“As we’re doing [updating inventory], it’s just so awesome when we ring up an item and the POS automatically removes it from the website. It is super helpful in terms of managing inventory and knowing what we need to reorder.”
The ability to merge online and physical sales and inventory through Shopify POS is a massive improvement for Dollhouse Junction. One of Dollhouse Junction’s competitive advantages is the fact it has a physical store where customers can come see its miniatures, so being able to track that large inventory seamlessly between online and in-person sales is critical.
Another feature of Shopify POS that Debbie and her team have found valuable is the ability to collect customer information from in-person sales. Previously, Dollhouse Junction could only collect information from online sales, but Shopify POS gives it the ability to learn the purchasing history of its in-store customers.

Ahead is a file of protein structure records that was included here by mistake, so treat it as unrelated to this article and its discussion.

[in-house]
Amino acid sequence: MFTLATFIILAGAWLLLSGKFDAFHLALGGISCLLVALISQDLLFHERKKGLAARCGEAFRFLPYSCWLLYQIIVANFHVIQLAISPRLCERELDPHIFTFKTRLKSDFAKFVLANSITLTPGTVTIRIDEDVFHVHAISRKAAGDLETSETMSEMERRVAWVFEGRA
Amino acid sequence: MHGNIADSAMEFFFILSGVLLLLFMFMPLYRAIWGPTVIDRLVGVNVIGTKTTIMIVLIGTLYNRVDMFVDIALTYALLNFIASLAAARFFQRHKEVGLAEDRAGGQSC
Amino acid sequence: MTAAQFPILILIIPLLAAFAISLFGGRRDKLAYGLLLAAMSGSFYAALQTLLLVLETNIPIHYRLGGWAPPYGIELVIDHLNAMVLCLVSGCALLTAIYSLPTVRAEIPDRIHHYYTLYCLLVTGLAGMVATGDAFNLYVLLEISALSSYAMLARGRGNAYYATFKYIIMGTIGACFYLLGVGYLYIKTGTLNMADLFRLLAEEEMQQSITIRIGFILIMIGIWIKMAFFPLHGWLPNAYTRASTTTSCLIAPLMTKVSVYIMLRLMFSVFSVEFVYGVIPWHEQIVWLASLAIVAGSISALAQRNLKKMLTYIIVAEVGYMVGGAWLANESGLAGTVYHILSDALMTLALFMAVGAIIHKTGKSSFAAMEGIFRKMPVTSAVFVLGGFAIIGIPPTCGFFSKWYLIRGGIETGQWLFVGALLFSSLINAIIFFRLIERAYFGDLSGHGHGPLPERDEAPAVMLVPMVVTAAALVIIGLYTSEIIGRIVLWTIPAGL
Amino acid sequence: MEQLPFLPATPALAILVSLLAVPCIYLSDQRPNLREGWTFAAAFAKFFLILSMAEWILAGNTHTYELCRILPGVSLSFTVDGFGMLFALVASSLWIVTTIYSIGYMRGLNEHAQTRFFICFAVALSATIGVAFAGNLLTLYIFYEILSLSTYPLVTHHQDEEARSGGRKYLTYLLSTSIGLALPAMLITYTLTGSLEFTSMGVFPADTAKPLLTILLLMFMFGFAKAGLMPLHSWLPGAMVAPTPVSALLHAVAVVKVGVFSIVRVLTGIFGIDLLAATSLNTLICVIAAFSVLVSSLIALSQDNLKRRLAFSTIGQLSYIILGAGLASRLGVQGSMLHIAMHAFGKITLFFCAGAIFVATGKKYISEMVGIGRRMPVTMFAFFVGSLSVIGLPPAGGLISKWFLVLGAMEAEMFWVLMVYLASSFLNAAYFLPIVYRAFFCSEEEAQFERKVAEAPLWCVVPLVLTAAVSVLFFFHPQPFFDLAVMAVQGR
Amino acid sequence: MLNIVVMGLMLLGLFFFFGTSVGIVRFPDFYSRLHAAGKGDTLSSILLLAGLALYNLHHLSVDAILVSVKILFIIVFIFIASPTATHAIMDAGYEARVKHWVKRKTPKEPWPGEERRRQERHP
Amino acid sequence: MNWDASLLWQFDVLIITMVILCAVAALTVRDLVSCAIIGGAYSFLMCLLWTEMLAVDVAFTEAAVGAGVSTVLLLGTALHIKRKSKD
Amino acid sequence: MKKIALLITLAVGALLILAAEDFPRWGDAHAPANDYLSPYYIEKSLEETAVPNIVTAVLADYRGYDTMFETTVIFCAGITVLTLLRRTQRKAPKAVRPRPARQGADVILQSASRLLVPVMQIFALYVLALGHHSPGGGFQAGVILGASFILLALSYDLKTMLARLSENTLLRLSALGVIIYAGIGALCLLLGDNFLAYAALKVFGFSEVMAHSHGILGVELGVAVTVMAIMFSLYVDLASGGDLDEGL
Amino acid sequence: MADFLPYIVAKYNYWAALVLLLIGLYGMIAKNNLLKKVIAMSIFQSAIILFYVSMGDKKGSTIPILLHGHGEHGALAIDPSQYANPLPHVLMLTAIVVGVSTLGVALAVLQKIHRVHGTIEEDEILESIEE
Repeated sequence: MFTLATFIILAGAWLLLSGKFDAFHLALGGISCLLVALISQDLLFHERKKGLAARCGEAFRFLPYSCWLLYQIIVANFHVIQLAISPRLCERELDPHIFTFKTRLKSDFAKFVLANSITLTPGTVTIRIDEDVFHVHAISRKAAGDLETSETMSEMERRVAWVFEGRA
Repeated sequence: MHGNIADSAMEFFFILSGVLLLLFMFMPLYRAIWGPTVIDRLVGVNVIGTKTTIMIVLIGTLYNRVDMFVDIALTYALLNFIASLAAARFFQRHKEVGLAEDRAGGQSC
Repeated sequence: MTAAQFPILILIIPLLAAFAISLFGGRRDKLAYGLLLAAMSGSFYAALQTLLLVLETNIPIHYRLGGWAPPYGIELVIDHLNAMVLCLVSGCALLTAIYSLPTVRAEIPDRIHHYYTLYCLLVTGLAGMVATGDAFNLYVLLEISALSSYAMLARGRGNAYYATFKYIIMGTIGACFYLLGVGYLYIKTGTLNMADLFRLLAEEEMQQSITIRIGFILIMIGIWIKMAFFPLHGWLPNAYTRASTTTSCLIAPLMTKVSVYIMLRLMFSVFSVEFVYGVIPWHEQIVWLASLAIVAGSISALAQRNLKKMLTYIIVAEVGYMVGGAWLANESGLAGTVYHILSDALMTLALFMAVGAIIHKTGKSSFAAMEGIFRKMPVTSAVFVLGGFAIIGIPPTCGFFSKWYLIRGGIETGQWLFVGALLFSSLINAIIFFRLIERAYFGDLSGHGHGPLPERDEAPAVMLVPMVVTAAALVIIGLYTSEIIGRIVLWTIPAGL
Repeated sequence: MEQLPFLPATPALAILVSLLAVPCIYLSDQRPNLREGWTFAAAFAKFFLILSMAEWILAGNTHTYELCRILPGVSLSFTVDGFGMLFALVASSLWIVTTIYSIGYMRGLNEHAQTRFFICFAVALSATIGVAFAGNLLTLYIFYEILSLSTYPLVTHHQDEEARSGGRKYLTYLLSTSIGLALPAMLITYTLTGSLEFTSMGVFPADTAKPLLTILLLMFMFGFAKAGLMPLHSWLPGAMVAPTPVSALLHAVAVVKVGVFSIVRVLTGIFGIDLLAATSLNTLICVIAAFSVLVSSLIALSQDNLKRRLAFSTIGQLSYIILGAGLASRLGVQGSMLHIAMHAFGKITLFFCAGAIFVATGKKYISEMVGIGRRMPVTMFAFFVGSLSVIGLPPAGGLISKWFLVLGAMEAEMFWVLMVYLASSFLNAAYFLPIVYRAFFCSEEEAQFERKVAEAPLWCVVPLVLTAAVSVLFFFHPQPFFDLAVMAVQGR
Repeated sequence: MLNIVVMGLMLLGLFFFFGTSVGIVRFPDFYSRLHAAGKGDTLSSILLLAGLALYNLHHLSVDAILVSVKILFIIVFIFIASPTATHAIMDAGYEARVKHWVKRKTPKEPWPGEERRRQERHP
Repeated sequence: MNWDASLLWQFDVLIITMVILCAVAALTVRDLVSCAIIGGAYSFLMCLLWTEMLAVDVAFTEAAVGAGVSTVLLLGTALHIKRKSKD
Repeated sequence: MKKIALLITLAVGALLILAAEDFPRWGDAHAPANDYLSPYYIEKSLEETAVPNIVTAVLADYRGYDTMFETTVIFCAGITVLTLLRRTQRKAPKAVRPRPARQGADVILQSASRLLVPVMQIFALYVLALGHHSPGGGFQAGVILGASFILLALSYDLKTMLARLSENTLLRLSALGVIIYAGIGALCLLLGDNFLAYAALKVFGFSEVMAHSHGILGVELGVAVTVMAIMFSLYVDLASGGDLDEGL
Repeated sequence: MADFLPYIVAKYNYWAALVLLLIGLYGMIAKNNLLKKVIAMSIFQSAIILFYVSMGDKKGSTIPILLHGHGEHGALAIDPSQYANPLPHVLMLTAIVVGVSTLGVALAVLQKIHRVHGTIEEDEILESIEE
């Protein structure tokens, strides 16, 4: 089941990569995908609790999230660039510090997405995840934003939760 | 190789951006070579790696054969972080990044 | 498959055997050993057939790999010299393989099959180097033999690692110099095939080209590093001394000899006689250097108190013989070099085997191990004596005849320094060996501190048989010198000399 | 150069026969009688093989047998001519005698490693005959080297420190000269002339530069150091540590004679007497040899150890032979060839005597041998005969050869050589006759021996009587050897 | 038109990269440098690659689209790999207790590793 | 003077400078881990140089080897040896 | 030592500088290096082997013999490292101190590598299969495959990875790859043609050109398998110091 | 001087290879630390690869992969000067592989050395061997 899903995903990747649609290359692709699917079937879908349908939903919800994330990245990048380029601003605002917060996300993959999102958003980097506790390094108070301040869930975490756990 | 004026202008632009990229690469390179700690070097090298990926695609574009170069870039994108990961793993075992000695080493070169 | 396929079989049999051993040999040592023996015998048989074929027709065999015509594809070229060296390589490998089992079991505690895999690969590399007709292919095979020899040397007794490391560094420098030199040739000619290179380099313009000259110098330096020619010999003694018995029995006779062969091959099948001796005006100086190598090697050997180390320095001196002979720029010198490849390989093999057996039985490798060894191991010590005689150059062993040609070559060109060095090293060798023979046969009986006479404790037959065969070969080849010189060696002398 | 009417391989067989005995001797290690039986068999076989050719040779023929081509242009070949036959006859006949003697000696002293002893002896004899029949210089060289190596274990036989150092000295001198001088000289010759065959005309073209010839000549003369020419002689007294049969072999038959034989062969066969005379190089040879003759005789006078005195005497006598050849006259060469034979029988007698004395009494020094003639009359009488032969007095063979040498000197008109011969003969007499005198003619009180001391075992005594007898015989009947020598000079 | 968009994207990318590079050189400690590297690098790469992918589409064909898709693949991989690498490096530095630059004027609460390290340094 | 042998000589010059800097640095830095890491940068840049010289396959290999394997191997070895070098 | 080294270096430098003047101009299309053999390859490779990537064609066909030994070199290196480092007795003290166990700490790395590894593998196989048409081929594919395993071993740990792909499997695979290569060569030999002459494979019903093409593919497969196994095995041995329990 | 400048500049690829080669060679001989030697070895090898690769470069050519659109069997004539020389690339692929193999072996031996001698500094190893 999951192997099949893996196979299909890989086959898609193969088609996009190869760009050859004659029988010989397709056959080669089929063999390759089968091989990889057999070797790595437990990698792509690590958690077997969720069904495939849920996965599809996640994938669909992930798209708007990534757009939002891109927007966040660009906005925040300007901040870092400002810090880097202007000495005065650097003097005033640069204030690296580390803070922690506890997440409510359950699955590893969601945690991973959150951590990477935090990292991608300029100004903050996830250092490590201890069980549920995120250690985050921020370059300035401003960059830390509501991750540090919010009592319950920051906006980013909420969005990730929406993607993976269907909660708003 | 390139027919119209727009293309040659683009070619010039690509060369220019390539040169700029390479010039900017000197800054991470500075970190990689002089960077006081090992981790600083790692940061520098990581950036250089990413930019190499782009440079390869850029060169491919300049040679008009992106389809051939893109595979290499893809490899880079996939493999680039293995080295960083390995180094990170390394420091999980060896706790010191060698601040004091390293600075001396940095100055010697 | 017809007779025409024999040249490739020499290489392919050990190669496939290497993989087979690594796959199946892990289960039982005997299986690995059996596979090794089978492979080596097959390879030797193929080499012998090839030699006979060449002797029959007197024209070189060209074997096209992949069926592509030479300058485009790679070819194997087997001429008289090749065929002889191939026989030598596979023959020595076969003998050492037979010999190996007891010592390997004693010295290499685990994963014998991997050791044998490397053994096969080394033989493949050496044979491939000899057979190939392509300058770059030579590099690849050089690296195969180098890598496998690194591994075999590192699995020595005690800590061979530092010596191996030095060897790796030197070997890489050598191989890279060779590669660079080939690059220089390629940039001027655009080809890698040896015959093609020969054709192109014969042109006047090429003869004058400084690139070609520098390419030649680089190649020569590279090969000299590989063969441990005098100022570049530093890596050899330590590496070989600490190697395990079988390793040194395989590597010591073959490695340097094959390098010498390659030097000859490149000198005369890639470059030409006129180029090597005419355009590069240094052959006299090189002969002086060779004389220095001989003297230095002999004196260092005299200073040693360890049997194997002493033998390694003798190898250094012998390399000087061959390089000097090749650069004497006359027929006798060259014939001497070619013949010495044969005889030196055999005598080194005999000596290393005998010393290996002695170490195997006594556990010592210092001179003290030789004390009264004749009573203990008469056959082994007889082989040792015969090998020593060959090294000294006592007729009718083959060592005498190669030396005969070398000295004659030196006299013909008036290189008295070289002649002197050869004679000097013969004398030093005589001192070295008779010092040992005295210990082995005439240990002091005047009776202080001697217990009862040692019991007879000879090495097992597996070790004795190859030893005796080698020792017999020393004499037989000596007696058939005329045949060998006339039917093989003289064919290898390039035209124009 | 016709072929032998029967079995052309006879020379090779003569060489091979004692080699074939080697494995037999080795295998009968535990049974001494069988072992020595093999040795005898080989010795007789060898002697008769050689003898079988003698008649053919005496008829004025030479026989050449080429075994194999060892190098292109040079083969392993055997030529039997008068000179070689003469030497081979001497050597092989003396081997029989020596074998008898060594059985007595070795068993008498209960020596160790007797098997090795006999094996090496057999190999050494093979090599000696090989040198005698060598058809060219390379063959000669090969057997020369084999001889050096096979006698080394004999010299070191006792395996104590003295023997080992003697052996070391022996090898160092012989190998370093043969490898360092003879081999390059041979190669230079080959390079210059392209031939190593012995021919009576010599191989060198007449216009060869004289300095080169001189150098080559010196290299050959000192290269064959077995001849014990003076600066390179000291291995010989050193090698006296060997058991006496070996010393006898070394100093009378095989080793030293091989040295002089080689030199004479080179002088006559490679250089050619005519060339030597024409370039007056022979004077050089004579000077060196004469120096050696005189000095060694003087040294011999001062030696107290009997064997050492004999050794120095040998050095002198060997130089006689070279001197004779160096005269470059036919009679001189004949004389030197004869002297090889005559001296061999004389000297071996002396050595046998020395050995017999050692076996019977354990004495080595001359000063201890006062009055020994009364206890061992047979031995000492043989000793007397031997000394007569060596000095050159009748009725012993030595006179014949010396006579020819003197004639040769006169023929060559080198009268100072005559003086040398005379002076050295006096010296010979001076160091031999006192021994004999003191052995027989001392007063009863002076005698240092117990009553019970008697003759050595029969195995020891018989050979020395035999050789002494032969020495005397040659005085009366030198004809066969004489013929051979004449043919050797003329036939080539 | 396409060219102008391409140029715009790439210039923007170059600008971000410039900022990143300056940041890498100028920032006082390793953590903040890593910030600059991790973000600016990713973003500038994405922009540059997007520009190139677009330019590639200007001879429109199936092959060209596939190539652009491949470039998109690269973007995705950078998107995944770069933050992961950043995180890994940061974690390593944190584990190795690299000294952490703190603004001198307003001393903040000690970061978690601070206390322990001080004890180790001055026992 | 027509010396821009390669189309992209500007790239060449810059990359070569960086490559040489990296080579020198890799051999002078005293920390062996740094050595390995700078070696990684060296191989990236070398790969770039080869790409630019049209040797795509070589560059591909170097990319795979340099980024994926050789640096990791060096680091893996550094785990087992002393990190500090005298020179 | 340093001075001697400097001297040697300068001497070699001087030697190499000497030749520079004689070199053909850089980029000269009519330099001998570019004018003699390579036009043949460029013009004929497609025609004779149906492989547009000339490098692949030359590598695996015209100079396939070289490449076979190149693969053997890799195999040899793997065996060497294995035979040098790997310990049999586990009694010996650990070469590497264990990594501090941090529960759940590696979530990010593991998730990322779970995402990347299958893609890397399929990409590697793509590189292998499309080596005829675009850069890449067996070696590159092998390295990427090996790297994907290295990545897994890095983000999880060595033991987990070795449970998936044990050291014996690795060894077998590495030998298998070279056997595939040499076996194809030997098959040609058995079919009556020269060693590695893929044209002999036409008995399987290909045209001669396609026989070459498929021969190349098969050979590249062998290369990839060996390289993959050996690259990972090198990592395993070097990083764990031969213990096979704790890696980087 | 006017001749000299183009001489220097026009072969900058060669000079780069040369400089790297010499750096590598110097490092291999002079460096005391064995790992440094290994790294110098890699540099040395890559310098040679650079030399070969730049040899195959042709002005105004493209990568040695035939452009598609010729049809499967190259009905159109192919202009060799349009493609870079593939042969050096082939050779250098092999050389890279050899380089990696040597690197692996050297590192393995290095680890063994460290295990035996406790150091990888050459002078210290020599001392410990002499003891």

“I love it that it’s got all their information there, and we can look at it from one week to the next. The important thing is that it’s not just our online customers, because we’ve been able to know their history, but our in-store customers. We don’t have a record of their history.”
Learning these histories and customer behaviors empowers Debbie and her team to provide even more personalized experiences for their customers, which is essential when you have customers flying across oceans just to visit your store.
Dollhouse Junction is a resilient store that has persevered for over 40 years, through technological innovations, increases in competition, and, of course, a global pandemic—and it managed this with the same cash register through it all. We hope that Shopify POS can help it navigate through the next 40 years!
Lastly, Debbie offers this advice for those considering the switch to Shopify POS:
“Don’t wait until your cash register dies. Just do it!”